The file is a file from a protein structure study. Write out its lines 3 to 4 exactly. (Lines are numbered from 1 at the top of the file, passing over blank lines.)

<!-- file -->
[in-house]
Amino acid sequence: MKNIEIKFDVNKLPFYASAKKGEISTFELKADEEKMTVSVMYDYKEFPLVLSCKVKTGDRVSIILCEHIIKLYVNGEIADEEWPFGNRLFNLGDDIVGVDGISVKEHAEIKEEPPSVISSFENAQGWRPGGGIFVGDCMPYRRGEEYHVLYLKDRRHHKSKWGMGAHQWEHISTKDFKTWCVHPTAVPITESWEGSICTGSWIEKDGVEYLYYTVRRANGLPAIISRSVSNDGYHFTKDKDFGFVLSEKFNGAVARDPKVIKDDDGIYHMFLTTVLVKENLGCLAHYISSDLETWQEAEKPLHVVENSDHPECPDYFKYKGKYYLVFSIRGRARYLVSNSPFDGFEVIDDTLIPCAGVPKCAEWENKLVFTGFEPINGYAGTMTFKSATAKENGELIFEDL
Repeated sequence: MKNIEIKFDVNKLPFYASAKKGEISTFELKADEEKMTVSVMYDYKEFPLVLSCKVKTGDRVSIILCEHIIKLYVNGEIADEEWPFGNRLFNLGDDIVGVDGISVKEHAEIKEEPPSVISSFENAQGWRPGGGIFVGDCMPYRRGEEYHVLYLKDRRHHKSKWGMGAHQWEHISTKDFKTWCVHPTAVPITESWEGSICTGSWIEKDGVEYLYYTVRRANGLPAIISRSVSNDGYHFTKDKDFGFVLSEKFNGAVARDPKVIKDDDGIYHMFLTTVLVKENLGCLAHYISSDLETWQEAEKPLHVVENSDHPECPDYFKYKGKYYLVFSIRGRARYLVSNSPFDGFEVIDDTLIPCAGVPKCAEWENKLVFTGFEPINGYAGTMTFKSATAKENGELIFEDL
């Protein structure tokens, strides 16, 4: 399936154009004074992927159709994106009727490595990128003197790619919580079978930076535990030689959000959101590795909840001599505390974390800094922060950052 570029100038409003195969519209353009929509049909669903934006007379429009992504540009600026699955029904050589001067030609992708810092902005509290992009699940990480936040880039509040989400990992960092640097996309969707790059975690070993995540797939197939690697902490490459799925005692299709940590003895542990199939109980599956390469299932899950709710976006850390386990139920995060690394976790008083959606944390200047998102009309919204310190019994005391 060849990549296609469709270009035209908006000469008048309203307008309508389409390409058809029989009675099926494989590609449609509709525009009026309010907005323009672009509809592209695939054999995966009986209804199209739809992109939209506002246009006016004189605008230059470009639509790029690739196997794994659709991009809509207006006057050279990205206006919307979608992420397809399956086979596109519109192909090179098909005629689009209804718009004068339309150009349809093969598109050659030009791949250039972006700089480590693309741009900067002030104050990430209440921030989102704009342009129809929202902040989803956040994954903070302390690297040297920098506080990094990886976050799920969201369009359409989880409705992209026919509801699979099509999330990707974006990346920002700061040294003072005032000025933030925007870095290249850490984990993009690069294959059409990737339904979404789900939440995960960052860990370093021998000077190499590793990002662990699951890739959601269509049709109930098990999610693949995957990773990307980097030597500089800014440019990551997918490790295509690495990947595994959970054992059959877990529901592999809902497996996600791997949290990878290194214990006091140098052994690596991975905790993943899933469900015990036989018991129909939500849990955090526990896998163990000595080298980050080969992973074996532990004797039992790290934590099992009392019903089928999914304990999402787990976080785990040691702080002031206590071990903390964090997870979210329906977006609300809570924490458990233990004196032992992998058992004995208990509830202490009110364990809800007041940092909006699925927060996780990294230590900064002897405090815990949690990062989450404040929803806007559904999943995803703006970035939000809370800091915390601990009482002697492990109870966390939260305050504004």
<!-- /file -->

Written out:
Repeated sequence: MKNIEIKFDVNKLPFYASAKKGEISTFELKADEEKMTVSVMYDYKEFPLVLSCKVKTGDRVSIILCEHIIKLYVNGEIADEEWPFGNRLFNLGDDIVGVDGISVKEHAEIKEEPPSVISSFENAQGWRPGGGIFVGDCMPYRRGEEYHVLYLKDRRHHKSKWGMGAHQWEHISTKDFKTWCVHPTAVPITESWEGSICTGSWIEKDGVEYLYYTVRRANGLPAIISRSVSNDGYHFTKDKDFGFVLSEKFNGAVARDPKVIKDDDGIYHMFLTTVLVKENLGCLAHYISSDLETWQEAEKPLHVVENSDHPECPDYFKYKGKYYLVFSIRGRARYLVSNSPFDGFEVIDDTLIPCAGVPKCAEWENKLVFTGFEPINGYAGTMTFKSATAKENGELIFEDL
């Protein structure tokens, strides 16, 4: 399936154009004074992927159709994106009727490595990128003197790619919580079978930076535990030689959000959101590795909840001599505390974390800094922060950052 570029100038409003195969519209353009929509049909669903934006007379429009992504540009600026699955029904050589001067030609992708810092902005509290992009699940990480936040880039509040989400990992960092640097996309969707790059975690070993995540797939197939690697902490490459799925005692299709940590003895542990199939109980599956390469299932899950709710976006850390386990139920995060690394976790008083959606944390200047998102009309919204310190019994005391 060849990549296609469709270009035209908006000469008048309203307008309508389409390409058809029989009675099926494989590609449609509709525009009026309010907005323009672009509809592209695939054999995966009986209804199209739809992109939209506002246009006016004189605008230059470009639509790029690739196997794994659709991009809509207006006057050279990205206006919307979608992420397809399956086979596109519109192909090179098909005629689009209804718009004068339309150009349809093969598109050659030009791949250039972006700089480590693309741009900067002030104050990430209440921030989102704009342009129809929202902040989803956040994954903070302390690297040297920098506080990094990886976050799920969201369009359409989880409705992209026919509801699979099509999330990707974006990346920002700061040294003072005032000025933030925007870095290249850490984990993009690069294959059409990737339904979404789900939440995960960052860990370093021998000077190499590793990002662990699951890739959601269509049709109930098990999610693949995957990773990307980097030597500089800014440019990551997918490790295509690495990947595994959970054992059959877990529901592999809902497996996600791997949290990878290194214990006091140098052994690596991975905790993943899933469900015990036989018991129909939500849990955090526990896998163990000595080298980050080969992973074996532990004797039992790290934590099992009392019903089928999914304990999402787990976080785990040691702080002031206590071990903390964090997870979210329906977006609300809570924490458990233990004196032992992998058992004995208990509830202490009110364990809800007041940092909006699925927060996780990294230590900064002897405090815990949690990062989450404040929803806007559904999943995803703006970035939000809370800091915390601990009482002697492990109870966390939260305050504004």